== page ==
Top tips for a Poncetastic Christmas
A bit like mince pies in the shops before Halloween, Mumsnetter FellatioNelson's Poncetastic Christmas thread has become something of an annual tradition.
Here's her explanation: "If you, like me, actually want to make your life a misery by hand-crafting your cards, finding a huge bucket for Nigella's turkey in brine, pickling pears, shrivelling oranges in a low oven for those rustic au naturel decorations, dragging half a holly bush back from the woods, and just generally being a smug annoying jobsworth ponce, join me."
So without further ado, here are the ultimate top five steps to a truly Poncetastic Christmas:
1. The Christmas larder
You should aim to make your own Christmas cake, Christmas pudding, and some festive chutneys, preserves or sweetmeats.
Put your Poncetastic Pickles in kilner jars, label them using your best 'arty' handwriting, and tie them with gingham ribbon. Display them on the shelf above your Aga. (What do you mean you don't have an Aga?) Make a bottle of Poncetastic Festive alcohol, such as Blackberry vodka.
2. The tree
It simply must be real. Gimmicky black trees or upside-down trees are in very poor taste, as are blue lights and tinsel. Endorsed Poncetastic themes are Rustic Scandinavian, Classic Victoriana, Vintage Heirlooms, Jewels of the Orient or Whimsical Homemade.
If your room does not coordinate well with any of these themes, then it may be necessary to redecorate. If you are Kirsty Allsopp or Sarah Raven, the Whimsical Homemade tree will be absolutely charming. If you are Kelly Hoppen, then it might cause you to become a bit twitchy and anxious, in which case I recommend going for the dual-tree approach - one for you, in the sitting room, and one for the children, in another room where no-one important will see it.
All baubles must be glass. All lights must be white. They may twinkle and they may fade, but they must NEVER flash.
3. External decorations
Your doorstep should feature two standard bay or box trees with soft white lights, plus a wreath of fresh foliage and berries on the door. It would help the cause enormously if your front door could be painted in Downpipe, or any one of the Sludge colours from Farrow and Ball.
If you see your neighbour trying to erect a 6ft inflatable Santa near your boundary, have him killed.
For country types, hang a brace of pheasant and a dead rabbit on your garden gate. It is not necessary to eat them, they are purely decorative, although you could make game pie for New Year if you wish.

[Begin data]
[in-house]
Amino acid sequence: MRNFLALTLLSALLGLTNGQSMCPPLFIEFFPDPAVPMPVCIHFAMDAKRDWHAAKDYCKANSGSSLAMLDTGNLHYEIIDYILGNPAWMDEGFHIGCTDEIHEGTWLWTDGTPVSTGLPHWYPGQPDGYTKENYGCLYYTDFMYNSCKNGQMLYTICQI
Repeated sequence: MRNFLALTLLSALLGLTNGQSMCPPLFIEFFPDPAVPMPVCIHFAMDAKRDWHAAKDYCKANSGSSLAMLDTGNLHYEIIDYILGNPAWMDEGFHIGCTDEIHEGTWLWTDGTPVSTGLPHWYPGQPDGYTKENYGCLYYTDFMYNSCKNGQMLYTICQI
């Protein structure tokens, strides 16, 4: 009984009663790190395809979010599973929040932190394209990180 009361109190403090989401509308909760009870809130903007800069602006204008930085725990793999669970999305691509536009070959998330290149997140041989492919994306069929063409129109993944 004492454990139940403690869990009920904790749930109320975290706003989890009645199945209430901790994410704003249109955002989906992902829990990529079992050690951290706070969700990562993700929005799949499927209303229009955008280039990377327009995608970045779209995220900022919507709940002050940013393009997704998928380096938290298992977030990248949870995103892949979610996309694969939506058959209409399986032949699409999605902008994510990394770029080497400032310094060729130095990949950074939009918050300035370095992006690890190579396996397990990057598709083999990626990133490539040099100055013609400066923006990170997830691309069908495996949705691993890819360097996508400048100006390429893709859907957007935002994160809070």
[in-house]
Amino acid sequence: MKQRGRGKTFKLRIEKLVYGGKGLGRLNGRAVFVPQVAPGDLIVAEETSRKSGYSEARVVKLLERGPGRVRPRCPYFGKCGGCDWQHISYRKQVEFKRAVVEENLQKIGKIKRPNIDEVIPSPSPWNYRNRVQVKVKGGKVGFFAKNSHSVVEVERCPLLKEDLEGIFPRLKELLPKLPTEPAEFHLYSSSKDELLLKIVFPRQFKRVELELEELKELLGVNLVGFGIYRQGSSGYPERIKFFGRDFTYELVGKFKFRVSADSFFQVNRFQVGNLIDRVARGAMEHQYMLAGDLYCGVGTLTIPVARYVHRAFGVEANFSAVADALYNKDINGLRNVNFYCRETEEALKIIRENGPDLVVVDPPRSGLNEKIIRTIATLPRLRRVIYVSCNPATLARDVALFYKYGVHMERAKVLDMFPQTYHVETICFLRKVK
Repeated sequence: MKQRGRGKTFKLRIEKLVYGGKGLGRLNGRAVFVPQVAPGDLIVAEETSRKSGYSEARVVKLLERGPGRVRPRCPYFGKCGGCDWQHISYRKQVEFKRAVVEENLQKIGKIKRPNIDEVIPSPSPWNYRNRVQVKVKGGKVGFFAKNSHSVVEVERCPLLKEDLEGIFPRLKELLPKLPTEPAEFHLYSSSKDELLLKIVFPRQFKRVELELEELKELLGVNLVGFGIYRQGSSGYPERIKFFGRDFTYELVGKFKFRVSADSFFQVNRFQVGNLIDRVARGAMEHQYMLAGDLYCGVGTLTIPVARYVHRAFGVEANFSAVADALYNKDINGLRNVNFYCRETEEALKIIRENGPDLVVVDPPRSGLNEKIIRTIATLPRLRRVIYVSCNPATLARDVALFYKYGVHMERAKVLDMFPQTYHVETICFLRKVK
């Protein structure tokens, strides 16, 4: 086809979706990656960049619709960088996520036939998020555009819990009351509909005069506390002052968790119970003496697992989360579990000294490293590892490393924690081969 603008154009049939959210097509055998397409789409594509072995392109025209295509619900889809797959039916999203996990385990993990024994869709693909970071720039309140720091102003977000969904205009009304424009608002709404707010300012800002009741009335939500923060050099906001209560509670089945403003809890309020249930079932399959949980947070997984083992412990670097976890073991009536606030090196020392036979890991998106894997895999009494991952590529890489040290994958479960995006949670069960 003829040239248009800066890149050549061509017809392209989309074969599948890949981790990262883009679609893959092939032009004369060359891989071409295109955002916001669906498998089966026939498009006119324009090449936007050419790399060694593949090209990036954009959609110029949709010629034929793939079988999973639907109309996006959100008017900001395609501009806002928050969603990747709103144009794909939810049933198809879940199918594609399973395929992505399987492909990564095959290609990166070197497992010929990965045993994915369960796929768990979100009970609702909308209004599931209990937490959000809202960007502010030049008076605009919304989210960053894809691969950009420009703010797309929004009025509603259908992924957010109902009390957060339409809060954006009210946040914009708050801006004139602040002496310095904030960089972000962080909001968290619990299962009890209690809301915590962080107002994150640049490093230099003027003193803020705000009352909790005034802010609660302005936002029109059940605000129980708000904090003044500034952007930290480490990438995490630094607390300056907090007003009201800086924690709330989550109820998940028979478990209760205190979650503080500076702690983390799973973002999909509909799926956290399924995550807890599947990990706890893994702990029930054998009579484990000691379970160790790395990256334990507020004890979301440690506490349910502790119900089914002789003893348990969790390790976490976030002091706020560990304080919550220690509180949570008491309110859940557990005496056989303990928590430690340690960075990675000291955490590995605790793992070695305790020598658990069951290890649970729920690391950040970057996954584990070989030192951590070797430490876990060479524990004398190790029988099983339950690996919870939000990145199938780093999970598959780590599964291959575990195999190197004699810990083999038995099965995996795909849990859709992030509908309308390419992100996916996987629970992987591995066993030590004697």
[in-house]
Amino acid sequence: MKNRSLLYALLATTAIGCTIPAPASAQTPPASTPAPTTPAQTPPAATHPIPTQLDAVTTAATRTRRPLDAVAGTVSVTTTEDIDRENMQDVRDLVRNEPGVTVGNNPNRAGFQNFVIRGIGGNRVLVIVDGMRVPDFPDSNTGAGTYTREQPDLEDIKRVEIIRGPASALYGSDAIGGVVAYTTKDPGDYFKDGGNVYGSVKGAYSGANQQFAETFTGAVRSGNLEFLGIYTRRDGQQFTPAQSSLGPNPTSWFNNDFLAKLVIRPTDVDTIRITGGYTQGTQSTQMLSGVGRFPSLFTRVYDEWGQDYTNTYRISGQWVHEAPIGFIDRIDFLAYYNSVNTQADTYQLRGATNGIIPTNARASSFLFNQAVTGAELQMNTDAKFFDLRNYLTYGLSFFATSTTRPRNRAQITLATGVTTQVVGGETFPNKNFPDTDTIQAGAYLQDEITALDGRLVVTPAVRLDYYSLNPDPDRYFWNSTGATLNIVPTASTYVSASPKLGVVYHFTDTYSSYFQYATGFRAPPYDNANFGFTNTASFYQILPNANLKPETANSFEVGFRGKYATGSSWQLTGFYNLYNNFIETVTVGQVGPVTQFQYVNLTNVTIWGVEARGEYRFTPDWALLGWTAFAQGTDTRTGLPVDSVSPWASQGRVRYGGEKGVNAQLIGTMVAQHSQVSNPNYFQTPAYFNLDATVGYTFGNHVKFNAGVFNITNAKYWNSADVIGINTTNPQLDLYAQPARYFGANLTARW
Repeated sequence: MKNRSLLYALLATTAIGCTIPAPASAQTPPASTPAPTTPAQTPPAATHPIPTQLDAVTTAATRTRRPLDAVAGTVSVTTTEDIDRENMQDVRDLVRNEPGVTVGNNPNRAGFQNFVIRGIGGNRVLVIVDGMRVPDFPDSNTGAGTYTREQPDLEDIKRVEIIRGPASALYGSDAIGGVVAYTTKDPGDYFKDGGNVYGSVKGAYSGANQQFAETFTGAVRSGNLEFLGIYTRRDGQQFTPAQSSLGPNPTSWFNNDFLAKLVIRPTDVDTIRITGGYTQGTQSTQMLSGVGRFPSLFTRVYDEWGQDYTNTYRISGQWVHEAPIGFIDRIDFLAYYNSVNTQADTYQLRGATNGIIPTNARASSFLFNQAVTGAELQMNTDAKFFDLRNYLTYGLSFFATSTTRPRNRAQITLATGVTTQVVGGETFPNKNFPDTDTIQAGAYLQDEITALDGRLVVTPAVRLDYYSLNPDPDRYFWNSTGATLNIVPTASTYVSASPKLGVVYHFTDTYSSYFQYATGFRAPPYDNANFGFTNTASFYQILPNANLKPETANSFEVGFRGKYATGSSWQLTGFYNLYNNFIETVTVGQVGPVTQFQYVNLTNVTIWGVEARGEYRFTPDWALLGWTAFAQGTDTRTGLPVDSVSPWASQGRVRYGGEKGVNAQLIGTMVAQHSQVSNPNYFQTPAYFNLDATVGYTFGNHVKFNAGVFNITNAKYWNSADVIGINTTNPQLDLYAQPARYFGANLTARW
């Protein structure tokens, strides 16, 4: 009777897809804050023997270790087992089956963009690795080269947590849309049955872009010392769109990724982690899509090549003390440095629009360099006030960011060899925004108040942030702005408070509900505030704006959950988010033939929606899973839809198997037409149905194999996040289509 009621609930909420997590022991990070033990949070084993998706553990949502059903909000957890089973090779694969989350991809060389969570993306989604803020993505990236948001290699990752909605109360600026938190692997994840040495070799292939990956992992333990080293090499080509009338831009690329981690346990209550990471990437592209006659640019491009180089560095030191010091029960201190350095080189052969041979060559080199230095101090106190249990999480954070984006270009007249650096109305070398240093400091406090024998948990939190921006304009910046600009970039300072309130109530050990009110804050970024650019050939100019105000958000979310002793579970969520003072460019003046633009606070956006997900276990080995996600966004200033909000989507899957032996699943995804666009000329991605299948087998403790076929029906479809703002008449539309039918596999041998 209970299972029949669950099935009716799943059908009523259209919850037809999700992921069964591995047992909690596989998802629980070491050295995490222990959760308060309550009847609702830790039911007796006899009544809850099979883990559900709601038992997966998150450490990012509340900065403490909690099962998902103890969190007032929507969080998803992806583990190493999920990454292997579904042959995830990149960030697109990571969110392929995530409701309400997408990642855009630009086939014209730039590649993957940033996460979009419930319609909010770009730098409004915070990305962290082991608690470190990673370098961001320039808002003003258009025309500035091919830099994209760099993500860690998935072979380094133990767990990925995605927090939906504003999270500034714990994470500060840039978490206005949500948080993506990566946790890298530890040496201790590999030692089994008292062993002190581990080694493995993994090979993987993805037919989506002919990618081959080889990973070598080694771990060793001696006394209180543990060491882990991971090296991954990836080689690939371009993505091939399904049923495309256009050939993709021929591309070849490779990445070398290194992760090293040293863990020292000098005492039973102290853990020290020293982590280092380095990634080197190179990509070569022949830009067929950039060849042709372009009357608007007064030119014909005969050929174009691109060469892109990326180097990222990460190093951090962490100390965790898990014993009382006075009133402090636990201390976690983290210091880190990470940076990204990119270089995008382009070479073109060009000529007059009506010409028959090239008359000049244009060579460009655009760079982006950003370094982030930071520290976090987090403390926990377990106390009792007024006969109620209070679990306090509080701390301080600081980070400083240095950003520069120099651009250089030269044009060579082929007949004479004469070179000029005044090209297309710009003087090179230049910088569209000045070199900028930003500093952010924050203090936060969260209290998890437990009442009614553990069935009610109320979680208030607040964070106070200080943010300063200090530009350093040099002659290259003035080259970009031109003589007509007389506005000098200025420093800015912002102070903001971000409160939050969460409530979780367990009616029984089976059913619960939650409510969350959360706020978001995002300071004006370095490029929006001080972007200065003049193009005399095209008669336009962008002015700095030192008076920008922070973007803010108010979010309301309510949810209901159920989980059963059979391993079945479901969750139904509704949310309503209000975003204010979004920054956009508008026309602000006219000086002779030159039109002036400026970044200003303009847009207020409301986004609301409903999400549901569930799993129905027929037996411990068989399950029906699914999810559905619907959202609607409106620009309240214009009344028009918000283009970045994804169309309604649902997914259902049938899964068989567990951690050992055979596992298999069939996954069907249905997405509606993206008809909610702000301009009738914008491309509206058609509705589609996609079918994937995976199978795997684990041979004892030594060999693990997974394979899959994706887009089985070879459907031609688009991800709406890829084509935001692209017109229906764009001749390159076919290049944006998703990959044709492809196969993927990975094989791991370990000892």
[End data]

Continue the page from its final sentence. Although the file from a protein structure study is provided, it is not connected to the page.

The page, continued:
4. The turkey, cheese board and vegetable
The Poncetastic way with a turkey is to brine it in a large bucket. Buy your turkey from your local Organic Norfolk Bronze turkey farm. Of course you may have a goose if you prefer - tres Poncestastique. Barely enough meat to feed a family of Borrowers, but never mind - Ponce Points aplenty. A frozen turkey crown from Morrisons or a turducken from Aldi are not acceptable.
After collecting your turkey, you should move on to your local fromagerie to pick up your cheese board, which will have been selected in advance with the help of the proprietor. You will, of course, have made some walnut biscuits to eat with the cheese.
You really should have thought ahead and grown the Christmas dinner vegetables yourself. After opening the presents and having a breakfast of champagne and smoked salmon blinis, slip on your Hunters, your vintage tweed jacket and a swishy corduroy skirt, and nip out to dig up the parsnips and pick the sprouts.
Have your smiling, rosy-cheeked children help you, by putting them into a dinky wooden trug. No, they definitely would not rather stay indoors scoffing Quality Street and watching telly. While you are outside, collect some scented winter blooms for a nosegay.
5. Christmas dinner
Listen to Carols from King's and sip sherry while you prepare lunch. The more sherry you have, the easier it will all seem.
Lay the table with a linen cloth, some candles and personalised place settings made from the vintage scrabble tiles, painstakingly sourced from jumble sales and boot fairs.
After lunch you will play charades, have a family sing-song, go for a long walk in a lovely cashmere scarf (you may need to borrow a Labrador) and then sit in front of a roaring fire sipping blackberry vodka and teaching your charming children to play cards.
There will be no snoring or farting whilst slumped in front of Only Fools and Horses wearing a wonky paper hat.
And it's never too early to start thinking about New Year's Eve and which canapes you'll serve.
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Last updated: 11 months ago